Renee Mihulka – Children's Book Reviews & Writer

Ten

tenOVERALL: 4.5 4.5 Stars

Concept:4 Stars
Characters:4.5 Stars
Plot:4 Stars
Writing:5 Stars

 

Shamini Flint
Sally Heinrich
2009
Abrams Books
132

 

Description: Ten year old Maya lives, breathes and dreams soccer and wants nothing more than to become a professional soccer player. The only problem is that living in a small seaside town in Malaysia and being an Indian girl is not going to make it easy – oh and then there’s the fact that she has never even kicked a ball! Add to this the issue of her parent’s constant arguing and the new Indian girl at school who is just not fitting in and Maya is going to have to come up with some unique solutions to get what she wants.

Concept: I love, love, love books about girls who are into sport, so this concept is a winner for me. Add to this the issues of race and growing up in a small seaside town with parents you are not getting along and this book ticks a lot of boxes. The author has written a heap of books about kids and sport along the lines of Diary of a Wimpy Kid, except they are called Diary of a Soccer Star’ or ‘Super Swimmer’ etc. so she really has a passion for sport and this comes through in this book.

Characters: This book is written from the point of view of ten year old Maya. Very early on you can’t but help like Maya and feel for all the situations she has to deal with in this book. She comes across as a natural realistic 10 year old. Shamini Flint also manages to write an authentic portrayal of Maya’s parents, their arguments and the confusion this causes Maya. The only negative is that there are quite a few stereotypical characters such as the annoying brother, the Indian grandmother and spoilt rich girl, but in Flint’s defence they were all quite minor characters so its hard to give them depth – basically they had a job to do and they did it.

Plot: All in all the book was a pleasure to read and rollicked along well. There were a couple of things in it that I thought were a bit ‘put on’ such as Maya never kicking a soccer ball yet being obsessed with soccer since she was small and then one day she simply asks her parents for a ball and gets one. Wouldn’t she have asked ages ago? Plus there was the inconsistency of the family being portrayed as poor, but then they sent Maya and her brother to good schools and bought her a stack of books from England. I also found the ending a bit forced but I can see how it would appeal to kids and there is a certain naive beauty to it.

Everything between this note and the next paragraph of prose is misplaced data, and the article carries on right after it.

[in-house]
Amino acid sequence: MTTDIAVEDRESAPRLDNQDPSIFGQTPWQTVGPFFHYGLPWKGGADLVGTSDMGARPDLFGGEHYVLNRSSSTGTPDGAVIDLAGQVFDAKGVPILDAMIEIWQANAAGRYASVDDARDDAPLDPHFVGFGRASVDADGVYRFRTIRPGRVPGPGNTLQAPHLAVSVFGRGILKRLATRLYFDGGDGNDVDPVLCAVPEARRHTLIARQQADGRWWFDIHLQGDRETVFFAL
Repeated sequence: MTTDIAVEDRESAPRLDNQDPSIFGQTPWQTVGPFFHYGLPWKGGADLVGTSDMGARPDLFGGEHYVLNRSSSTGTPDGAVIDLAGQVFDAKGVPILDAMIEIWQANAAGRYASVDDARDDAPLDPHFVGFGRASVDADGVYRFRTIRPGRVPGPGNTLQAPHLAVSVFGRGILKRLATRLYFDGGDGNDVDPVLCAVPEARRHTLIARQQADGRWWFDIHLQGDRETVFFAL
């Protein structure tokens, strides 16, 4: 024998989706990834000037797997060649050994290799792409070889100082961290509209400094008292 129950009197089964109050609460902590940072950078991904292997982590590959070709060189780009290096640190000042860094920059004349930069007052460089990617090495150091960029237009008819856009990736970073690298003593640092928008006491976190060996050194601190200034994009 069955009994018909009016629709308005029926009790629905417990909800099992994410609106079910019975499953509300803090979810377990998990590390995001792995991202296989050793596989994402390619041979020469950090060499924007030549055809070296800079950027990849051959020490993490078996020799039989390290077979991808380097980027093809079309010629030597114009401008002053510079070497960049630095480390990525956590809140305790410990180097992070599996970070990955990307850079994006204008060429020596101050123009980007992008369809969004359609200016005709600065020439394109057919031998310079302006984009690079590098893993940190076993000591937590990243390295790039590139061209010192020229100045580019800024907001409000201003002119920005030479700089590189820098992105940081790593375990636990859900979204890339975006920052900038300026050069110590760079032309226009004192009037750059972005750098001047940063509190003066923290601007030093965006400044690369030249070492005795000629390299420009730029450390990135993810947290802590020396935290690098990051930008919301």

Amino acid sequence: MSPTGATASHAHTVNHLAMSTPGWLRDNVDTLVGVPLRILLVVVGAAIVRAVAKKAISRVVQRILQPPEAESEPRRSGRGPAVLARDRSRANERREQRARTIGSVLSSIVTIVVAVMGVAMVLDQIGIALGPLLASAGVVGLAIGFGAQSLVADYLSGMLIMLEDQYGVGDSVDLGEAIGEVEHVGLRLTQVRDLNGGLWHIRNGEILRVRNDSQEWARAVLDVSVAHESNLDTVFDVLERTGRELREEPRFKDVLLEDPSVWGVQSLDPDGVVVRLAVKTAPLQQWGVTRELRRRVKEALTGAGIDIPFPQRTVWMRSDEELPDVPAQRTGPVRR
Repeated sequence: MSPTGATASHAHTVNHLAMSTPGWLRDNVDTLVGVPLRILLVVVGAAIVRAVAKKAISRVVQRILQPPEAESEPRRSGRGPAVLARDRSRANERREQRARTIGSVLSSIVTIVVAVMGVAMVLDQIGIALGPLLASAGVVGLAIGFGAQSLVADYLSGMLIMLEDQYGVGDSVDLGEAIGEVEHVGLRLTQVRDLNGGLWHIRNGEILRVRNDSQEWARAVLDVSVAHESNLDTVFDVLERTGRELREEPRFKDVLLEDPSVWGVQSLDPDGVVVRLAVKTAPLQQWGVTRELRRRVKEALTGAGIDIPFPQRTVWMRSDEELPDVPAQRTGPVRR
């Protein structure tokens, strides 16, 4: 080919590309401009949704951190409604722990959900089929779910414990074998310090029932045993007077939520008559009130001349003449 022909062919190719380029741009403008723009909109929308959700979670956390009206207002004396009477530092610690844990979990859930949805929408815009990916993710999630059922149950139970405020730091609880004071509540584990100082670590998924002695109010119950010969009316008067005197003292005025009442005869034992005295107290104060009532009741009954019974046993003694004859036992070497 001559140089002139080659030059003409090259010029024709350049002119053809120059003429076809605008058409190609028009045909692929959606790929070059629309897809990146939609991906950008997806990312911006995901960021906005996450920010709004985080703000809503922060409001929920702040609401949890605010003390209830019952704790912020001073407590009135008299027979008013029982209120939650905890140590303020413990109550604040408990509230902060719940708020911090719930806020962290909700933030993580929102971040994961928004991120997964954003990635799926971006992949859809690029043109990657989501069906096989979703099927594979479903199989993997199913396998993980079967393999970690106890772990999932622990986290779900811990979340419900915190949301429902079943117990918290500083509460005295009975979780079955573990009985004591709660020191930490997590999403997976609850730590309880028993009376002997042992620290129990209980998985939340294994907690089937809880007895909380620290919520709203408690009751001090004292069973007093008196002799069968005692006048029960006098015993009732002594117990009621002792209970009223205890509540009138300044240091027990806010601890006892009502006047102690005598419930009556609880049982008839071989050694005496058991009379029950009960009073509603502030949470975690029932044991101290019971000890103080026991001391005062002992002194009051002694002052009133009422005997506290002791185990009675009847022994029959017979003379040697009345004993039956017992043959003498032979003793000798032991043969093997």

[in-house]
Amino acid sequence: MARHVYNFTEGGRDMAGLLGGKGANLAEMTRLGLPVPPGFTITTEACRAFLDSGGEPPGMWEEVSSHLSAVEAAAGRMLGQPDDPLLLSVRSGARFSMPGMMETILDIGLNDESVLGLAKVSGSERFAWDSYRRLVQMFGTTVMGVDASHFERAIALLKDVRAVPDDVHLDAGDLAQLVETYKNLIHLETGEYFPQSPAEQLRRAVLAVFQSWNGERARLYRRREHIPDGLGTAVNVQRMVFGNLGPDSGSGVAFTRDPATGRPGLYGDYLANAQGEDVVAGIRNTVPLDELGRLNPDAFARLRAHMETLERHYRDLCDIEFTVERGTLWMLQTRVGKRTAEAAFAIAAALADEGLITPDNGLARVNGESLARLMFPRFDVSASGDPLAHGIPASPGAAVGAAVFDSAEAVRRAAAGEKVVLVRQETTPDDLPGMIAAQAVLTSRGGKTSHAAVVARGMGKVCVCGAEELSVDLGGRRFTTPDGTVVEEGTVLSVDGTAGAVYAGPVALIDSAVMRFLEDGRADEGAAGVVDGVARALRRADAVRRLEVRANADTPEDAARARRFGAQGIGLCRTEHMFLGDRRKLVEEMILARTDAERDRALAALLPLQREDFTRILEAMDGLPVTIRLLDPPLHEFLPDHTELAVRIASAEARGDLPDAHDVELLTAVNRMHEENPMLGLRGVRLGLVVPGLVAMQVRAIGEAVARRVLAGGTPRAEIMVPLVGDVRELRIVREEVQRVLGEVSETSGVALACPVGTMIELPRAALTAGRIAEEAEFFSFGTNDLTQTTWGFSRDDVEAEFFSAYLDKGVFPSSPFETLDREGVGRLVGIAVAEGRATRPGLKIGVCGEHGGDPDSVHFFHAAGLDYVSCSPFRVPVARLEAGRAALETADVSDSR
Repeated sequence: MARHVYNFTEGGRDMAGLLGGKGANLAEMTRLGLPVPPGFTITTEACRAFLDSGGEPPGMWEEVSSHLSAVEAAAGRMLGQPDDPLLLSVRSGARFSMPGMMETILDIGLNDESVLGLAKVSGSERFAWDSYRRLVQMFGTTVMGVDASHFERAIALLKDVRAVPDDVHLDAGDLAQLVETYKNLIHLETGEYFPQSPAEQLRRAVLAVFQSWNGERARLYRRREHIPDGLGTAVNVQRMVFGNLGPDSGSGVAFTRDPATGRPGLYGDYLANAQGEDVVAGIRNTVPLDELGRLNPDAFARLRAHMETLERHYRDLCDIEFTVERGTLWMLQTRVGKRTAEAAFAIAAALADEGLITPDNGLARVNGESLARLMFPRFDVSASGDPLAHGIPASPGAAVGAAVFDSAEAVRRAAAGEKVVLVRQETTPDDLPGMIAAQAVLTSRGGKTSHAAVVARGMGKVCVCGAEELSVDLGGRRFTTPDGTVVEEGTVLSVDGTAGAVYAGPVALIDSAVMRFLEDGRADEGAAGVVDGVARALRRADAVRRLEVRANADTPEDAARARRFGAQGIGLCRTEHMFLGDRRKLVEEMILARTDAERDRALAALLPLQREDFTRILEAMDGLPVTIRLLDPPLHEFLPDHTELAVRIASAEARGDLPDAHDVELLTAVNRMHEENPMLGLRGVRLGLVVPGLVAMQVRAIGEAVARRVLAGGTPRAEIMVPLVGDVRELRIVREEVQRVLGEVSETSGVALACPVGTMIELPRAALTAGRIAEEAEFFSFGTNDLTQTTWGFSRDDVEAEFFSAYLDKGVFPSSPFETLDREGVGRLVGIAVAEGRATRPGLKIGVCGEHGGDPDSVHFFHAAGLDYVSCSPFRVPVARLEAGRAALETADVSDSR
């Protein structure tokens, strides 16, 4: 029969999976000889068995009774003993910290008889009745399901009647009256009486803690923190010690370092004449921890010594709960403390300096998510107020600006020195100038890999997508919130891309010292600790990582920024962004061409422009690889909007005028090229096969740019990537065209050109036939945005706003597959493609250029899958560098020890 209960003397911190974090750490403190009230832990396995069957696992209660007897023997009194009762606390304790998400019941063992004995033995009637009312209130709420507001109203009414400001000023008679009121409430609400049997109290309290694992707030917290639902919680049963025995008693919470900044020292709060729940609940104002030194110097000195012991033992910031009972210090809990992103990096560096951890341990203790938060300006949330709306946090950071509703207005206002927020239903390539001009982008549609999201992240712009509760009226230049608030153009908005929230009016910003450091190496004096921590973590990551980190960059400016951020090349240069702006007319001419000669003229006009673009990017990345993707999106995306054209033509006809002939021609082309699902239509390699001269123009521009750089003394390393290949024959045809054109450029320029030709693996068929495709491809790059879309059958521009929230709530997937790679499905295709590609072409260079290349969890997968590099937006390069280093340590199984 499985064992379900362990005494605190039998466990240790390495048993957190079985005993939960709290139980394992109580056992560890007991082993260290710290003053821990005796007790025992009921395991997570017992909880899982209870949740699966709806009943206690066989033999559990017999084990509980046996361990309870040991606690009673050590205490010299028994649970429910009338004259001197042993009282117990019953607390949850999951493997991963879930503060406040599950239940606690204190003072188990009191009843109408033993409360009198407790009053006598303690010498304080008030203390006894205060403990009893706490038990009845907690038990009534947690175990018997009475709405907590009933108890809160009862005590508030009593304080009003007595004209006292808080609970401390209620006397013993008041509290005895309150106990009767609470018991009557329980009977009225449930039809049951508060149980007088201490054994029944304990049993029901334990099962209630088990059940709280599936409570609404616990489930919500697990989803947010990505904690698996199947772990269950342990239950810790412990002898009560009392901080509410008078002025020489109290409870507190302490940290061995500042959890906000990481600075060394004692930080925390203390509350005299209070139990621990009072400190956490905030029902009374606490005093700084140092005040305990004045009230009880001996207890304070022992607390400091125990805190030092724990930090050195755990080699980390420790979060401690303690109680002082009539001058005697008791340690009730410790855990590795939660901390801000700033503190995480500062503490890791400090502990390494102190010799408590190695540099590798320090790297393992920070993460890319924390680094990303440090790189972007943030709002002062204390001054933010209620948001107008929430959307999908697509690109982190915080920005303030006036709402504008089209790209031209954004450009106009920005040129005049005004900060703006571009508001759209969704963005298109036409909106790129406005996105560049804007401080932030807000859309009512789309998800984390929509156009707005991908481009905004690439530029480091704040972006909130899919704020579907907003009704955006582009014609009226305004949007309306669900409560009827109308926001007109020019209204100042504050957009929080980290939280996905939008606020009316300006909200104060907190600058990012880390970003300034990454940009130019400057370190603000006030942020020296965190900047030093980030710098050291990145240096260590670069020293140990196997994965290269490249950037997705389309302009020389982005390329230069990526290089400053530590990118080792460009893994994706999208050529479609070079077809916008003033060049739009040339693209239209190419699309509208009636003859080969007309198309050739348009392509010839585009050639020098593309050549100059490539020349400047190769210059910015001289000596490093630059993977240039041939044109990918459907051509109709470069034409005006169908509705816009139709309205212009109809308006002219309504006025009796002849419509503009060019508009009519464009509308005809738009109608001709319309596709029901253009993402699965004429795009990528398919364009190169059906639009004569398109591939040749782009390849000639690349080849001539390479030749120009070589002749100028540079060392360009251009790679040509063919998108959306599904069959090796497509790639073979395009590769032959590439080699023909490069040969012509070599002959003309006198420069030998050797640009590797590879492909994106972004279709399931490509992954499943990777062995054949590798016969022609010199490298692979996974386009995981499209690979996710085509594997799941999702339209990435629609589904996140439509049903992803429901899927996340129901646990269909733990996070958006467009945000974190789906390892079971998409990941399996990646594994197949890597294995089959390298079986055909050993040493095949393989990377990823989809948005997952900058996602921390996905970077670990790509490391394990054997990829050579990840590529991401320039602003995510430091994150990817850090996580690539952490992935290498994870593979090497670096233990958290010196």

Writing: I really enjoy the way Shamini Flint writes. This book was easy to read and engaging. I rarely found myself rereading a sentence which is a sure sign of good writing. The language used is appropriate to the 1980s setting and I like that it is slightly different from today’s prose.

PARENTS: Reading widely is really important for kids and this book ticks a lot of boxes. It is set in a small seaside town in Malaysia in the 1980s, which is an unusual. It features an interracial marriage and a girl who loves sport as well as touching on Indian culture, racism and divorce. Whew! Sounds like a lot, but Flint manages to include it all seamlessly. This is exactly the kind of book I would want my 8-11 year old to read, even more so if I or someone close to us was going through a divorce.

Things to ask and discuss:

1) Talk about how Maya went about achieving her dream of playing soccer. About dreaming big, but starting small.

2) This book provides a good starting point to talk about how some adult relationships just don’t work out. The questions and depth you go into here would really depend on your child and what you are comfortable talking about.

3) Maya’s father becomes quite absent in his kids lives after he leaves. This is another sensitive topic that can be broached using this book.

4) Batumalar has a tough time at school and there are a number of occasions where Maya feels like she should do something help her. Talk about what holds her back at first.

5) This is a good book to talk about expectations and dreams. Maya has a lot of expectations placed on her by her Grandma and extended family. They expect her to be a good Indian girl and get married while all Maya dreams of is playing professional soccer. Talk about how hard it is to manage other peoples expectations and stay true to your dreams.

Come on comment, you know you wanna.

Book Reviews and Writer